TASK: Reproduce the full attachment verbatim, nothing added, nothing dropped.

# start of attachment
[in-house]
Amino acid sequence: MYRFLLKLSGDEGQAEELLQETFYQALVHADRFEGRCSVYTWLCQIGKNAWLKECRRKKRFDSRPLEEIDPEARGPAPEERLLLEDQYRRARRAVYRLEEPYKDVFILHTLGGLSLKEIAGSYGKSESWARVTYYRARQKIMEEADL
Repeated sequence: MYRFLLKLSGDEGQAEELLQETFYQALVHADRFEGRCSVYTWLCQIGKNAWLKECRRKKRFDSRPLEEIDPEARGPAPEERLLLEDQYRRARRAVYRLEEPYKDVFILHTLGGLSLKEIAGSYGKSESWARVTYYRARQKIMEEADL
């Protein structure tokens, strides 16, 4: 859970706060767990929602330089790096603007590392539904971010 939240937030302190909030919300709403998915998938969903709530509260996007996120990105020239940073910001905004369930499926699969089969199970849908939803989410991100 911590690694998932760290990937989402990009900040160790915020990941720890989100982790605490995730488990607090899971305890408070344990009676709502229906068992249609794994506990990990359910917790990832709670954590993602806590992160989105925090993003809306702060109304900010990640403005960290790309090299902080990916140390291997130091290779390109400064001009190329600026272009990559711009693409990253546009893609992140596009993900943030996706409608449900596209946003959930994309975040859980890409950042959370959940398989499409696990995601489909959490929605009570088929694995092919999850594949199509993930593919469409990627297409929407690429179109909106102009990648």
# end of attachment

[in-house]
Amino acid sequence: MYRFLLKLSGDEGQAEELLQETFYQALVHADRFEGRCSVYTWLCQIGKNAWLKECRRKKRFDSRPLEEIDPEARGPAPEERLLLEDQYRRARRAVYRLEEPYKDVFILHTLGGLSLKEIAGSYGKSESWARVTYYRARQKIMEEADL
Repeated sequence: MYRFLLKLSGDEGQAEELLQETFYQALVHADRFEGRCSVYTWLCQIGKNAWLKECRRKKRFDSRPLEEIDPEARGPAPEERLLLEDQYRRARRAVYRLEEPYKDVFILHTLGGLSLKEIAGSYGKSESWARVTYYRARQKIMEEADL
């Protein structure tokens, strides 16, 4: 859970706060767990929602330089790096603007590392539904971010 939240937030302190909030919300709403998915998938969903709530509260996007996120990105020239940073910001905004369930499926699969089969199970849908939803989410991100 911590690694998932760290990937989402990009900040160790915020990941720890989100982790605490995730488990607090899971305890408070344990009676709502229906068992249609794994506990990990359910917790990832709670954590993602806590992160989105925090993003809306702060109304900010990640403005960290790309090299902080990916140390291997130091290779390109400064001009190329600026272009990559711009693409990253546009893609992140596009993900943030996706409608449900596209946003959930994309975040859980890409950042959370959940398989499409696990995601489909959490929605009570088929694995092919999850594949199509993930593919469409990627297409929407690429179109909106102009990648």